2.5 Metabolome Analysis

Agilent MSD Chemstation (version E.02.00.493) with the default parameters was used to translate the raw data to netCDF to obtain the baseline correction, peak alignment, peak detection, accurate masses, and normalized peak intensity [25]. Then the automatic mass spectrometry deconvolution recognition system (AMDIS) was used for deconvolution and peak acquisition. Subsequently, identification of metabolites was conducted by matching their retention times and mass fragment patterns with several databases, such as the National Institutes of Standards and Technology 8.0 (NIST, USA), the Human Metabolome Database (HMDB; http://www.hmdb.ca/).

Raw data through Pareto scaling, multivariate statistical analysis was conducted by using the ropls package of R language. The principal component analysis (PCA), partial least squares-discriminate analysis (PLS-DA) and orthogonal projections to latent structures discriminant analysis (OPLS-DA) were used to investigate the relationships among the samples. Next, the variable importance in projection (VIP) value was calculated to assess the contribution of each metabolite in B. emeiensis, by comparing the metabolite profiling of samples at the same time. The differential metabolites (biomarkers) were VIP values greater than 1 from each time point and P value < 0.05 [26]. Finally, differential metabolites between Q and W groups were mapped to their respective biochemical pathways by utilizing MetPA online tool (http://metpa.metabolomics.ca/) which was based on KEGG pathway. Through the hypergeometric test, only the metabolic pathway with log (-p) value greater than 1.301 (P <0.05) was retained.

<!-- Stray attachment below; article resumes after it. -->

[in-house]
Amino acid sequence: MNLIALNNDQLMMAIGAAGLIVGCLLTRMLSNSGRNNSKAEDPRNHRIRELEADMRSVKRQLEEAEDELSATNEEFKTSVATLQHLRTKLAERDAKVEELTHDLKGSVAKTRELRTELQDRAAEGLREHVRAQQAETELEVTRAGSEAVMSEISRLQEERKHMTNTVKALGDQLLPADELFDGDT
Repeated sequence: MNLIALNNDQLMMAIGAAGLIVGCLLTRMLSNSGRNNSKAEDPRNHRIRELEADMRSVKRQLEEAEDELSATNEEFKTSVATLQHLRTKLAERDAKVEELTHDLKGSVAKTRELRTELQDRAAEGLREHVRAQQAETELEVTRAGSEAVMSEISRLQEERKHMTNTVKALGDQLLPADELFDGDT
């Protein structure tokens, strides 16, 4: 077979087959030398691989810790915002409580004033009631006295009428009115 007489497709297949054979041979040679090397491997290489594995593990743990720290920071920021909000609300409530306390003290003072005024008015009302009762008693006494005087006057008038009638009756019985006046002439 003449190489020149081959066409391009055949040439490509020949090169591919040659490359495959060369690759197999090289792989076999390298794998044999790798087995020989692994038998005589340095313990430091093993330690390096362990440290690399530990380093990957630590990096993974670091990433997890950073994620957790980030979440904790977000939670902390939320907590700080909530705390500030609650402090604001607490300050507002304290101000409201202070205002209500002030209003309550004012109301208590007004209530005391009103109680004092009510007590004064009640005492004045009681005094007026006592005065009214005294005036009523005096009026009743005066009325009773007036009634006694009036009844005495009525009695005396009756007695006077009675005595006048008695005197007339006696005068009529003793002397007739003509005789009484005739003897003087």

2.6 Integrated Analysis between DEGs and Biomarkers

The functional annotator KAAS (KEGG Automated Annotation Server) [27] was used to map transcript identifiers to KO numbers and thus assign transcripts to KEGG pathways (single bidirectional best hit approach using KAAS for gene representative sets; default blast score of 60). All biomarkers showing masses that are statistically significantly discriminatory between the treatment and control groups were included in the pathway mapping. MassTRIX reloaded for integrated analysis of transcriptomic and metabolomic data [28]. Log2 fold ratios of mapped transcripts and biomarkers are displayed as color codes on the KEGG pathway.

2.7 Statistical Analysis

The relative abundance of each metabolite was log2 transformed before analysis to meet normality. Statistical analyses were performed using the SPSS 22.0 software package (IBM SPSS, Somers, NY, USA).

3  Results

3.1 Identification and Expression Pattern Analysis of Metabolites